How the vampire got his teeth
On Halloween, Richard Sugg reveals how early stories of death from paralysing nightmares morphed into tales of vampires
Source: Daniel Mitchell
As the vampire capes are dusted off once again for innumerable Halloween parties, it’s worth reminding ourselves about the contrast between modern “vampotainment” and the genuine terror inspired by the vampires of folklore.
For hundreds of years, vampire beliefs had a vital sociological function. The vampire was often the prime scapegoat for death or disease (and occasionally even for severe weather). Exhuming the person who had died most recently, peasants might find (or claim to find) the corpse undecayed. This would then be judged a vampire, and destroyed by various means, from religious exorcism to staking, decapitation and burning.
While this scapegoating is comprehensible enough, matters become more puzzling when we hear of how the vampire visited people in bed at night. It would seem to paralyse its victims, creeping up towards them as they lay in helpless terror. Then the creature would be on their chest, a crushing weight, sucking the life (not always the blood) from their mouth and lungs. Not only that, but victims might swear that they saw the figure of a recently dead person. Surprisingly, they were probably not lying. Those visited commonly experienced a combination of sleep paralysis and nightmares, and along with the breathless impotence of the former, the latter can involve an indescribable sense of terror or doom. With the sufferer in a kind of third state between sleep and waking, their hallucinations seemed overpoweringly real.
Imagine how this felt in some demon-haunted village 200 or 300 years ago. In the case of Peter Plogojowitz, who died in Serbia in 1725, the dead man’s victims told of how Plogojowitz had “come to them in their sleep, laid himself on them, and throttled them, so that they would have to give up the ghost”. And in 1888, the head of a Cretan monastery wrote of how, “the common practice of the vrykolakes [Greek vampires] is to seat themselves upon those who are asleep and by their enormous weight to cause an agonizing sense of oppression. There is great danger that the sufferer in such cases may expire.”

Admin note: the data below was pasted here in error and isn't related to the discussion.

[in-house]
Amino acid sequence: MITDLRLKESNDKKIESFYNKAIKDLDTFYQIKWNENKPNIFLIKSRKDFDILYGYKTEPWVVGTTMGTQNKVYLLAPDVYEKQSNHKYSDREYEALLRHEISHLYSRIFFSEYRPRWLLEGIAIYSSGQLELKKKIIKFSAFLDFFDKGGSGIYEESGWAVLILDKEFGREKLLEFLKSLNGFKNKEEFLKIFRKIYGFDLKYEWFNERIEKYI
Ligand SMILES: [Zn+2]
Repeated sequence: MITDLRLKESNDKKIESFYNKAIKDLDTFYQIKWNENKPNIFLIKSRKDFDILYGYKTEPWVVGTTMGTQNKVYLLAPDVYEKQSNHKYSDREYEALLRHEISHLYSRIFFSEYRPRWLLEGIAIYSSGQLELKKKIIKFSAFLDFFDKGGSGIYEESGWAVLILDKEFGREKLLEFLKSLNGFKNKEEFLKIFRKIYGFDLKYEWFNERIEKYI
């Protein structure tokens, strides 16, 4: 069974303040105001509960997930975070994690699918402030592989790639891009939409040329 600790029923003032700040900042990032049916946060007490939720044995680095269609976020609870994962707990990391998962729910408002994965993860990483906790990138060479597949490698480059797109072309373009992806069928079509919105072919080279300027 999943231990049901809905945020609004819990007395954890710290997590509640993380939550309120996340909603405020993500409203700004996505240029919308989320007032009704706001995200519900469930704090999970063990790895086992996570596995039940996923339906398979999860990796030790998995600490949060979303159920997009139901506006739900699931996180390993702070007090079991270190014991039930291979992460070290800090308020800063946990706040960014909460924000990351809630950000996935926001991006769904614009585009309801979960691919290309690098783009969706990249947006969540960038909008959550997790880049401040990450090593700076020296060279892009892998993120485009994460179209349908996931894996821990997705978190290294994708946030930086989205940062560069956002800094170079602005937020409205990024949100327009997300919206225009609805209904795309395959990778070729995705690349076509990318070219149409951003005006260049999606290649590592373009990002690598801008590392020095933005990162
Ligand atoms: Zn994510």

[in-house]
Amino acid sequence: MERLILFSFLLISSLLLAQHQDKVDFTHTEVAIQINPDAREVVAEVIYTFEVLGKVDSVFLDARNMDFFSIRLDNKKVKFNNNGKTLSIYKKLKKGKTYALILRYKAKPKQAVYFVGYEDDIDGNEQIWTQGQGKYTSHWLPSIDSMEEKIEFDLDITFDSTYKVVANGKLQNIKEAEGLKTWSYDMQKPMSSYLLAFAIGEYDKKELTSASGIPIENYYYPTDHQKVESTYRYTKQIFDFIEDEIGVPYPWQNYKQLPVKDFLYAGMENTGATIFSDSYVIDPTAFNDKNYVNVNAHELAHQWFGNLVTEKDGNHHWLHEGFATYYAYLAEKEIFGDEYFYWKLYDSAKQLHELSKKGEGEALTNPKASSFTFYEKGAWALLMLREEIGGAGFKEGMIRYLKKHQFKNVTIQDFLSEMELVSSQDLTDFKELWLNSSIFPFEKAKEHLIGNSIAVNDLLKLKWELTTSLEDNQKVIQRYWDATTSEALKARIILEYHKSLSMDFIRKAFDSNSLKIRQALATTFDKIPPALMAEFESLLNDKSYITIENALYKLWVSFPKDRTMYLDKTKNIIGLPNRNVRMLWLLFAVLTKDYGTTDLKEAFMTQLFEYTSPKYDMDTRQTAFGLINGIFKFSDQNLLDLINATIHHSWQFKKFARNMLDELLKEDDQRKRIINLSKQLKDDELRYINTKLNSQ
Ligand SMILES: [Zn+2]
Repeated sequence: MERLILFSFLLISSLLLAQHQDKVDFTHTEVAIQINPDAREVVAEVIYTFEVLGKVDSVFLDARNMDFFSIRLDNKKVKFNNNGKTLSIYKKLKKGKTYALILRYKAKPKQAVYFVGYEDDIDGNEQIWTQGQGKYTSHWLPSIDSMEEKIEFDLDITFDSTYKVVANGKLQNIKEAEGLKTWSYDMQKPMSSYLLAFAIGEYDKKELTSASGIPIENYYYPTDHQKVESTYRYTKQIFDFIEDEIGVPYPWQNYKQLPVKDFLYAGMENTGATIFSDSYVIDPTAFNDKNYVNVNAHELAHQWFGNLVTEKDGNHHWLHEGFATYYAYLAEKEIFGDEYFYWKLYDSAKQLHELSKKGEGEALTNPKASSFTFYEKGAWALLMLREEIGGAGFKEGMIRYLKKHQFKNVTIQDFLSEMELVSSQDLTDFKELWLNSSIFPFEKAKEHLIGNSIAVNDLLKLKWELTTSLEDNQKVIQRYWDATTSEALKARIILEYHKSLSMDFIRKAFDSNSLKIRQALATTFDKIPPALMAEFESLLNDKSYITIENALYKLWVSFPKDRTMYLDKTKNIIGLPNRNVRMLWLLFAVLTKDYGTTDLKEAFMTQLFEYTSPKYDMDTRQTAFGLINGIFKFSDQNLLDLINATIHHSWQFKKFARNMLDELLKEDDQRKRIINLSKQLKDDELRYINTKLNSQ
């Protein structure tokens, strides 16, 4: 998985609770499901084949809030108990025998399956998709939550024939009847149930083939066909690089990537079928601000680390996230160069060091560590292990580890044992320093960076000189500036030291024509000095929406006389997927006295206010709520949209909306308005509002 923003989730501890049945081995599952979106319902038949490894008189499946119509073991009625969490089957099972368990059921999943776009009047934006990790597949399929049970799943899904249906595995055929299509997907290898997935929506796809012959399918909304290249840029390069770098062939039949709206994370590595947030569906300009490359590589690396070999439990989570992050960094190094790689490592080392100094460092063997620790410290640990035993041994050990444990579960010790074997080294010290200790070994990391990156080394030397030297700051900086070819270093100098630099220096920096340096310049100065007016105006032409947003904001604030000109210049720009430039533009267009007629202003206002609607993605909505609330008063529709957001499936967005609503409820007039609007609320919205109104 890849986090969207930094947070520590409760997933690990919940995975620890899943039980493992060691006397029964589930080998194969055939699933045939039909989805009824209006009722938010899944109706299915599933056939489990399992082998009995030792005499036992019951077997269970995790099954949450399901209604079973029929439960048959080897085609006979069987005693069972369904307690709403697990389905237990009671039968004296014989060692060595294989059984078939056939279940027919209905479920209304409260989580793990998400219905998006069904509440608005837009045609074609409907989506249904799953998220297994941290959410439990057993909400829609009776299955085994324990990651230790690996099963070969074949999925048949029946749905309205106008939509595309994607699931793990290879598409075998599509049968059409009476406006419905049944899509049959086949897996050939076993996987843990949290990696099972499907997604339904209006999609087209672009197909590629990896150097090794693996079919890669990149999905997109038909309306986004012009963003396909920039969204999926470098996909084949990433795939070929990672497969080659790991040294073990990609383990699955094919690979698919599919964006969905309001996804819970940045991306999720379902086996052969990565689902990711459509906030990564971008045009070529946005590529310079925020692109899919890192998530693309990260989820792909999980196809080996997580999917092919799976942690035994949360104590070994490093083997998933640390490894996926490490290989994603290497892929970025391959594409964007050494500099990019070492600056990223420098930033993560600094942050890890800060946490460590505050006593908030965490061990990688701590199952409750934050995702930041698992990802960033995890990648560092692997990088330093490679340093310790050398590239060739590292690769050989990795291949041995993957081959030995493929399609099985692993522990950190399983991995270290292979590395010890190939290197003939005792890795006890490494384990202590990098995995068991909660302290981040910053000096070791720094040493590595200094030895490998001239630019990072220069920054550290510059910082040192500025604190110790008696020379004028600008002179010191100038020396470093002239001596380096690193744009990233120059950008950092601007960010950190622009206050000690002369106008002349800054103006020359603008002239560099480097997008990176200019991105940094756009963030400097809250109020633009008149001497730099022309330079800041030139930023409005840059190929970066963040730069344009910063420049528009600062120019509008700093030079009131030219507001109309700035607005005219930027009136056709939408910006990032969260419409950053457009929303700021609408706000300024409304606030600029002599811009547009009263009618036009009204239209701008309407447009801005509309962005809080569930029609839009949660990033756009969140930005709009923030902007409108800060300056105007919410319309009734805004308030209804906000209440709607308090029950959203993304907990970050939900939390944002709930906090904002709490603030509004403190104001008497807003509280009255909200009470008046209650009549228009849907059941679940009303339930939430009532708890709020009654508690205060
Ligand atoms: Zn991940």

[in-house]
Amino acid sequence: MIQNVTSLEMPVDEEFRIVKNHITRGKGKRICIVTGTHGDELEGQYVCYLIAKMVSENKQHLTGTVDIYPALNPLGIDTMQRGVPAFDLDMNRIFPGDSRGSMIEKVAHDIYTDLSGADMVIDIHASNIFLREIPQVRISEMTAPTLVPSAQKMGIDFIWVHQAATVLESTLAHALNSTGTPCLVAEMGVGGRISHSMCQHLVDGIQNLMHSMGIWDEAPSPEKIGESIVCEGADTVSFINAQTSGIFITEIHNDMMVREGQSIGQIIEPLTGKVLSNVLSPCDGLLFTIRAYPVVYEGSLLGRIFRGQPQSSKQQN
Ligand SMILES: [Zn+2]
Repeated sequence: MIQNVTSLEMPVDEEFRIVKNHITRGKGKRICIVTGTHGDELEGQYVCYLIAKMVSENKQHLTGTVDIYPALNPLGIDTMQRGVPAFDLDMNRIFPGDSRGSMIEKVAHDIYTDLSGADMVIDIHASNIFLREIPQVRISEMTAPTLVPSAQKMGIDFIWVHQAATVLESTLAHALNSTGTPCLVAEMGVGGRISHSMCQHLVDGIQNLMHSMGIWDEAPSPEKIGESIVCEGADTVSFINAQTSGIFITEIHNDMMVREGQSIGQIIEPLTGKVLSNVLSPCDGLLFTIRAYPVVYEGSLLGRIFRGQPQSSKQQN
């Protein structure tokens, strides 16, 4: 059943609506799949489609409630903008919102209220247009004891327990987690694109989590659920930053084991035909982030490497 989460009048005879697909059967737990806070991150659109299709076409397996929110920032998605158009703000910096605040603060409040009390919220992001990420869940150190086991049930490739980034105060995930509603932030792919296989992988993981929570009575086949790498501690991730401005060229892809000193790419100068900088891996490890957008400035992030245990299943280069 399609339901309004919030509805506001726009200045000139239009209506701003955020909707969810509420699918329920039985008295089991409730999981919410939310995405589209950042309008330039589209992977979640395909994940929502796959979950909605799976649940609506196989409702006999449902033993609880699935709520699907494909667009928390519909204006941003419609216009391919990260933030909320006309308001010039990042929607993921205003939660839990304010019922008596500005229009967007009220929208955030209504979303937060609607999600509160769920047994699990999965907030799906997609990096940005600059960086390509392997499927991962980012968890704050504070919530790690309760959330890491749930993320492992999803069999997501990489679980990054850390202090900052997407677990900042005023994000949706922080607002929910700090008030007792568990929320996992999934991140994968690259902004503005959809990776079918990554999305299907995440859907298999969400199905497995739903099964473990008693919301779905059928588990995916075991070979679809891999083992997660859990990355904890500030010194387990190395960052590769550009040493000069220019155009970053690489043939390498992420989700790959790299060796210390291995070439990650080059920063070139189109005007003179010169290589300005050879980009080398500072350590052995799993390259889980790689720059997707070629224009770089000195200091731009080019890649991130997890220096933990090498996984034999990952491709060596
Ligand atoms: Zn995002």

The claim that vampire nightmares could actually kill sufferers may not have been an exaggeration. Around 1738, during the protracted aftermath of the Serbian vampire Arnold Paole, a young girl “named Stanoska…went to bed in perfect health, but awoke in the middle of the night, trembling, and crying out, that the son of the Heyduke Millo, who died about nine weeks before, had almost strangled her while she was asleep. From that time, she fell into a languishing state, and died at three days end.” This sounds very like what would later be termed “voodoo death”. In various tribal contexts anthropologists and doctors have seen people who believed themselves bewitched enter a state of hopeless physiological shutdown, and die in a period of one to three days. Did these people essentially die of fear and of belief in magic?
Some time after 1900, Edith Durham, the Balkan traveller and folklorist, heard of a vampire panic near Vlasenica in Bosnia. Here the main cause of death was probably typhus fever. But when Durham talks of how “the lampir was seen and heard by many people”, she is almost certainly referring to sleep paralysis nightmares. Citing a total of 15 deaths, she then adds: “It would be interesting to know how many of these died because they believed they must die. The peasants all through Albania, and Macedonia are extraordinarily affected mentally if they believe they must die, and seem to make no effort whatever to live. In Albania, I heard of more than one case in which a man’s death having been foretold by reading the future in fowls’ bones, he proceeded to sicken and die.”
What else inspired vampire panics? In some cases, the supposedly undead were simply not dead. In Belgrade in 1888, “the police found…lying in the street, the body of a man apparently frozen to death”. Failing in their attempts to revive him, the officers handed the man over to the family for interment. As the bereaved were travelling to the cemetery, “the driver of the hearse told the priest…that he heard some noise in the coffin”. Scared witless, everyone except the driver fled into the snowy night, terrified “lest a vampire should issue from [the coffin] and attack them”. Left alone, the traumatised driver spun around his carriage and whipped the horses double-speed to the nearest police station. By the time he reached it, “a knocking was distinctly audible. The coffin was forced open, and the man was found alive and in a very exhausted state.” He had, it transpired, got drunk with some friends and fallen unconscious, temporarily numbed by the cold.
This mistaken vampire got off fairly lightly. Relating a case that may have occurred as late as the 1930s, a Greek informant explained: “On my mother’s island a man was very ill and became unconscious. The people thought he had died, and so they prepared the funeral. After the ceremony there was a movement in the coffin and slowly the man began to arise. Well, the people there believed he was becoming a vrikolax; in their fright they threw everything they could find at him – sticks, rocks, anything. In that way they did kill him when before he had only been in a coma.”
In real vampire country, live burial was only the start of your problems.
Article originally published as: Night fright’s deadly bite (31 October 2013)
Richard Sugg is a lecturer in the department of English studies at Durham University.